Why should grown-ups have all the fun? Qualcomm has developed a new chipset that aims to build a worldwide wearables market for kids.
Smartwatches for the under-12 set are already popular in some Asian countries, including Korea, providing a way for parents to keep track of their kids when they’re away from home.
Qualcomm hopes its new chipset, called the Snapdragon Wear 1100, will help take that phenomenon worldwide. It’s working with a few partners who plan to release wearables for kids later this year.
The chipset includes GPS for location tracking and LTE support for making calls.
“You’ll always know where your seven-year-old daughter is -- she can always call you. And if she leaves school when she’s not supposed to, you’ll know where she is,” said Pankaj Kedia, head of Qualcomm’s smart watches division, at the Computex trade show in Taipei.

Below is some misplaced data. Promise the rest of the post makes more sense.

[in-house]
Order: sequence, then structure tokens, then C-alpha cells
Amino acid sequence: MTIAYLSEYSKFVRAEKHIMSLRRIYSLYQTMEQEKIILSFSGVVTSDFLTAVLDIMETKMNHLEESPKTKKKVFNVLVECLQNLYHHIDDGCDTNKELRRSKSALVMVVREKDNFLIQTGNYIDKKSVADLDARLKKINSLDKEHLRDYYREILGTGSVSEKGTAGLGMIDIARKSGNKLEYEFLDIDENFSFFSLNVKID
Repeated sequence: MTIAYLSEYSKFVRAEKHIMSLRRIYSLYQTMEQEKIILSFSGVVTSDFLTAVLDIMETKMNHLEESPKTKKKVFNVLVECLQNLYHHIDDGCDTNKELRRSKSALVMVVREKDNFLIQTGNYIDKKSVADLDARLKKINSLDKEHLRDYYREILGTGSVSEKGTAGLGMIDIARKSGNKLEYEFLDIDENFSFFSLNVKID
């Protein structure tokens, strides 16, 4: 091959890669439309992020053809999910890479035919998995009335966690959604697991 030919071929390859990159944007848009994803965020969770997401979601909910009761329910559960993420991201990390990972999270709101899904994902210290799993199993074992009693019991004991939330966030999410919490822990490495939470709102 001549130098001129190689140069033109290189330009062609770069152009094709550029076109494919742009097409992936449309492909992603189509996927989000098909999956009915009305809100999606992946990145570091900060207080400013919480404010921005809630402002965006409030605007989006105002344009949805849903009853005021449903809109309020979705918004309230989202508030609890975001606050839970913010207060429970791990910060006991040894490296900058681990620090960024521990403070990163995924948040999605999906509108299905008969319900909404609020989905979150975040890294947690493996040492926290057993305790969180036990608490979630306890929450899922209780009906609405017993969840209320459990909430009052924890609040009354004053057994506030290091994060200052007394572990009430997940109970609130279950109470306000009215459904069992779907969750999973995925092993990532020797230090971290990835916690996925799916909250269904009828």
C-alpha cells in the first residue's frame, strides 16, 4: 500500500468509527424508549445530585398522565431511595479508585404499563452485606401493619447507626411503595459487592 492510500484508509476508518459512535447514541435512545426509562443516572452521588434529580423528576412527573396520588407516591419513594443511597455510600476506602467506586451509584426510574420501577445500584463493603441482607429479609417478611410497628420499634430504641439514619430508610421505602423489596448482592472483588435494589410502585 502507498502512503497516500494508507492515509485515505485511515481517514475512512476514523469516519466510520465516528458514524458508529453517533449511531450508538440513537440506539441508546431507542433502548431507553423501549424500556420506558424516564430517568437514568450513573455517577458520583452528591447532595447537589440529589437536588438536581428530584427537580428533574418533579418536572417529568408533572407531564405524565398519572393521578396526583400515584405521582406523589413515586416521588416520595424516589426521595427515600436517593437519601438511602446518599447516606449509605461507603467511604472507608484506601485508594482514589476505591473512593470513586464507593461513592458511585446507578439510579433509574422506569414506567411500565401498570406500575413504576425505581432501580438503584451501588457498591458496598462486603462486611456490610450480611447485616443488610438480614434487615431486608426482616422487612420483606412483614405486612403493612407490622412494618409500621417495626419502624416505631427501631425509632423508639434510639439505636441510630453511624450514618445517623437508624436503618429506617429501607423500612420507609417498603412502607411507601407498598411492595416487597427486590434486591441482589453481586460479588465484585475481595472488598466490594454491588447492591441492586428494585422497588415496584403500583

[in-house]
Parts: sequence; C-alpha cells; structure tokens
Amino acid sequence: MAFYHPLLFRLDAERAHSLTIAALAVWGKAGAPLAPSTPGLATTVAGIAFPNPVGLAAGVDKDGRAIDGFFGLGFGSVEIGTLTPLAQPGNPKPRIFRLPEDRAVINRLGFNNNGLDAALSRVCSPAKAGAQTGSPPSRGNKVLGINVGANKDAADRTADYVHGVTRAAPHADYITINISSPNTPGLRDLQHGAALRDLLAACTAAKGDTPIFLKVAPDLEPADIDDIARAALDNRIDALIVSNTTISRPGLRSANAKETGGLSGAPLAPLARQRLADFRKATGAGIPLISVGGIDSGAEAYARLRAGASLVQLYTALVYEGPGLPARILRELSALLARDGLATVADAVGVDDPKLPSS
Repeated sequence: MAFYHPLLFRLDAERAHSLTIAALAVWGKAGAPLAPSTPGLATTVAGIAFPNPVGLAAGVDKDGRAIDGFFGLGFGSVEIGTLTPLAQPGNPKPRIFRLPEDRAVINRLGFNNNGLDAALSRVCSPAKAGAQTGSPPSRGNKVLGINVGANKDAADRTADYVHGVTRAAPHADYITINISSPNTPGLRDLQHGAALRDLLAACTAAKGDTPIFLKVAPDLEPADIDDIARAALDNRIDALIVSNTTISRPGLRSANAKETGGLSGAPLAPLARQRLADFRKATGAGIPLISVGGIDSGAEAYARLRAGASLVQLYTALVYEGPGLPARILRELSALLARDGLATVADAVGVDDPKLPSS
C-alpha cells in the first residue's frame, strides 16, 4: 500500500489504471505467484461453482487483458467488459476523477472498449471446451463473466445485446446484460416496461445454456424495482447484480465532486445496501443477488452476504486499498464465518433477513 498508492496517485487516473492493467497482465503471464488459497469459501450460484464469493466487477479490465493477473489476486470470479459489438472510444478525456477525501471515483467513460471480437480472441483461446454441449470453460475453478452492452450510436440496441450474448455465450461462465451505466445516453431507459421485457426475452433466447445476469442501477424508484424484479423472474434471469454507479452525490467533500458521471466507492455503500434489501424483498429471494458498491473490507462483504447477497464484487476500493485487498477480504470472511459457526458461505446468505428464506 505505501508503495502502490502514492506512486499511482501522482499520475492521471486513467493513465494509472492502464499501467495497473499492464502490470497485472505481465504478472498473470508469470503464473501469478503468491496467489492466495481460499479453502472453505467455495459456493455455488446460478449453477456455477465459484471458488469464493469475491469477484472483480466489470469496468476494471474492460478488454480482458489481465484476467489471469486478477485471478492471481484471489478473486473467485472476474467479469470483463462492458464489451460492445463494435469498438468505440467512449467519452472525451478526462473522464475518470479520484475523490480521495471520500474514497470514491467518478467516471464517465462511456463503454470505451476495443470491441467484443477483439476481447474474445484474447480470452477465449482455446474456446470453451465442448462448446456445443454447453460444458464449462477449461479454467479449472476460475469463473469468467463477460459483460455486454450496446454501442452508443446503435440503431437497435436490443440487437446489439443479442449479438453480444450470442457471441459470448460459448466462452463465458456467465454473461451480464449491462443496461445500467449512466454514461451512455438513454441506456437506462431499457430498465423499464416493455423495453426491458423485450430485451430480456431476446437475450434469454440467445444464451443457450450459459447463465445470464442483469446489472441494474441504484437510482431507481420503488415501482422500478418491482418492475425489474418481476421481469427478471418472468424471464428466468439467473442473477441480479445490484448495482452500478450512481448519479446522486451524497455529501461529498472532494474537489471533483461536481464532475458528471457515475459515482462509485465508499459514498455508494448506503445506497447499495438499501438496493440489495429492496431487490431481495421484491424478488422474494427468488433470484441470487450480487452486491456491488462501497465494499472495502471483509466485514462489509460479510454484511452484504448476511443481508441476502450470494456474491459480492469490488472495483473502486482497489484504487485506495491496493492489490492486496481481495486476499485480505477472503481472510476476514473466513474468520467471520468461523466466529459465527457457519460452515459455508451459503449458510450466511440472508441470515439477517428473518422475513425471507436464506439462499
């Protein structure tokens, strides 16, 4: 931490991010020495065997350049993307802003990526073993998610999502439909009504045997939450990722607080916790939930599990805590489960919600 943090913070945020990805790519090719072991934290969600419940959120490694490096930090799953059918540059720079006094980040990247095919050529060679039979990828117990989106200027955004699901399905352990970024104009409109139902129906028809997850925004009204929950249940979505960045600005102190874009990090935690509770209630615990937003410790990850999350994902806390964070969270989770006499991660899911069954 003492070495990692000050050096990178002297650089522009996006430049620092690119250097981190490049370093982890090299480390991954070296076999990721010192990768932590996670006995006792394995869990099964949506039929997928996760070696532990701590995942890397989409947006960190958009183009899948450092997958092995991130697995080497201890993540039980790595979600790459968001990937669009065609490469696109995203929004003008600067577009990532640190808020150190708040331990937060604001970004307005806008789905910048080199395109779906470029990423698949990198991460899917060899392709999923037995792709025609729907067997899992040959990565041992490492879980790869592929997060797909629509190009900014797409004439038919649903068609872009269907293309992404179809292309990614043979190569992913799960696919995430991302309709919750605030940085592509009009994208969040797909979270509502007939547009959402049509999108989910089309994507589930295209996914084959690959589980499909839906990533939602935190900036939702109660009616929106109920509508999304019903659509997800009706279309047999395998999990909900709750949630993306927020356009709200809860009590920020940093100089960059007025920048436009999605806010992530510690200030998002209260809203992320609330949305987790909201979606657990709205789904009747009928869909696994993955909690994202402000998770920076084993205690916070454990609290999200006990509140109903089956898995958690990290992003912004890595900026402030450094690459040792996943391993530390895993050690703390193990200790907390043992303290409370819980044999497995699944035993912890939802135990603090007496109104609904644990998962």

The new chipset isn't only for kids' products. Qualcomm says it's for any device with limited, targeted capabilities. That can also include smartwatches for the elderly, fitness trackers or smart headsets.
"These devices focus on two, three or five use cases and do them really well," Kedia said.
It builds on the Wear 2100, Qualcomm’s first dedicated chipset for wearables announced in February. While that device can run Android, Android Wear, webOS and other "high-level" OSes, the 1100 runs only Linux and RTOS.
The new chipset also has less components than the 2100, making it smaller and cheaper. It doesn’t have integrated sensors that track motion, for instance. Qualcomm says it can run LTE on standby for a week without being recharged.
One device maker that plans to use the 1100 is Infomark. It makes a kids’ smartwatch called the Joon, based on an older 3G Qualcomm chipset, which sells in Korea for US$100-$150. It plans to release new devices with the 1100 chipset later this year.
Several other Qualcomm partners here said they planned to release kids products too, including SurfaceInk and Aricent.
Qualcomm said both chipsets, the 1100 and 2100, will ship in the second half of the year.
There's no question that Snapchat (now known as Snap Inc) is an experimental company. Some of those experiments fail wildly and insult its users at the same time, but the company has been extremely successful at introducing new ways of thinking about mobile messaging
6 years, 5 months ago